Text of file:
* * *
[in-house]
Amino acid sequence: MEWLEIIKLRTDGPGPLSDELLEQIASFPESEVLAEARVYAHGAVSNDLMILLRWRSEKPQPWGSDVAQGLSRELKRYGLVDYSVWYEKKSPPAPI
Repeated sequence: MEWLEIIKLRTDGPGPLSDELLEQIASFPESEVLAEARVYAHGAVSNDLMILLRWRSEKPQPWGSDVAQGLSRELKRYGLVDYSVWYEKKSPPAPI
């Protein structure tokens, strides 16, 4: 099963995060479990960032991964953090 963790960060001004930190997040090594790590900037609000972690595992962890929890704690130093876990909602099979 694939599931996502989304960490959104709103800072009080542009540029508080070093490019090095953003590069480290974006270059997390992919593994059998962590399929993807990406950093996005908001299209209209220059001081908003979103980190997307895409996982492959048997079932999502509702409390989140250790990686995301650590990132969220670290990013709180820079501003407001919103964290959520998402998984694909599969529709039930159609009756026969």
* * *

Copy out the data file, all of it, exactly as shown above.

[in-house]
Amino acid sequence: MEWLEIIKLRTDGPGPLSDELLEQIASFPESEVLAEARVYAHGAVSNDLMILLRWRSEKPQPWGSDVAQGLSRELKRYGLVDYSVWYEKKSPPAPI
Repeated sequence: MEWLEIIKLRTDGPGPLSDELLEQIASFPESEVLAEARVYAHGAVSNDLMILLRWRSEKPQPWGSDVAQGLSRELKRYGLVDYSVWYEKKSPPAPI
């Protein structure tokens, strides 16, 4: 099963995060479990960032991964953090 963790960060001004930190997040090594790590900037609000972690595992962890929890704690130093876990909602099979 694939599931996502989304960490959104709103800072009080542009540029508080070093490019090095953003590069480290974006270059997390992919593994059998962590399929993807990406950093996005908001299209209209220059001081908003979103980190997307895409996982492959048997079932999502509702409390989140250790990686995301650590990132969220670290990013709180820079501003407001919103964290959520998402998984694909599969529709039930159609009756026969």